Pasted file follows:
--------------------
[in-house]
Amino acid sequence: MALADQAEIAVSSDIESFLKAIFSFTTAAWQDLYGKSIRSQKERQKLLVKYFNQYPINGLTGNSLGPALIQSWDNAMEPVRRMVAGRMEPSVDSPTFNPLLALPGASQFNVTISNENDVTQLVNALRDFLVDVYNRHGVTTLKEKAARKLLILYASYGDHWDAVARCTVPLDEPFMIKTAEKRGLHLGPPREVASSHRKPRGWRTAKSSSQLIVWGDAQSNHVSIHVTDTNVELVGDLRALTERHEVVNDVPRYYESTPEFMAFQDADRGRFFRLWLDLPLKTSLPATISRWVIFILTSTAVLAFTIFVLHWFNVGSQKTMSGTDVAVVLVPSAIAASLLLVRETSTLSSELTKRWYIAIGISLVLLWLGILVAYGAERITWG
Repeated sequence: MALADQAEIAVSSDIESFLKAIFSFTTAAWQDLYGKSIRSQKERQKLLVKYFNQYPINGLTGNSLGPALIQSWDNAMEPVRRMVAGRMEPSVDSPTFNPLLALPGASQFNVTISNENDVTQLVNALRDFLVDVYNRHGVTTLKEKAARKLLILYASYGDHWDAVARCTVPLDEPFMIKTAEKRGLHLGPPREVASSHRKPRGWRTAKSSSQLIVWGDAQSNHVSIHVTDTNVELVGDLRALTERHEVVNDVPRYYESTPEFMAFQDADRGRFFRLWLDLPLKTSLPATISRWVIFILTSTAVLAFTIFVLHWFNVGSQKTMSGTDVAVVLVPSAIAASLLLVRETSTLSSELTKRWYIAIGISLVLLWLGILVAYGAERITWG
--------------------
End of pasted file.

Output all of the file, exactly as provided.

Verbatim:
[in-house]
Amino acid sequence: MALADQAEIAVSSDIESFLKAIFSFTTAAWQDLYGKSIRSQKERQKLLVKYFNQYPINGLTGNSLGPALIQSWDNAMEPVRRMVAGRMEPSVDSPTFNPLLALPGASQFNVTISNENDVTQLVNALRDFLVDVYNRHGVTTLKEKAARKLLILYASYGDHWDAVARCTVPLDEPFMIKTAEKRGLHLGPPREVASSHRKPRGWRTAKSSSQLIVWGDAQSNHVSIHVTDTNVELVGDLRALTERHEVVNDVPRYYESTPEFMAFQDADRGRFFRLWLDLPLKTSLPATISRWVIFILTSTAVLAFTIFVLHWFNVGSQKTMSGTDVAVVLVPSAIAASLLLVRETSTLSSELTKRWYIAIGISLVLLWLGILVAYGAERITWG
Repeated sequence: MALADQAEIAVSSDIESFLKAIFSFTTAAWQDLYGKSIRSQKERQKLLVKYFNQYPINGLTGNSLGPALIQSWDNAMEPVRRMVAGRMEPSVDSPTFNPLLALPGASQFNVTISNENDVTQLVNALRDFLVDVYNRHGVTTLKEKAARKLLILYASYGDHWDAVARCTVPLDEPFMIKTAEKRGLHLGPPREVASSHRKPRGWRTAKSSSQLIVWGDAQSNHVSIHVTDTNVELVGDLRALTERHEVVNDVPRYYESTPEFMAFQDADRGRFFRLWLDLPLKTSLPATISRWVIFILTSTAVLAFTIFVLHWFNVGSQKTMSGTDVAVVLVPSAIAASLLLVRETSTLSSELTKRWYIAIGISLVLLWLGILVAYGAERITWG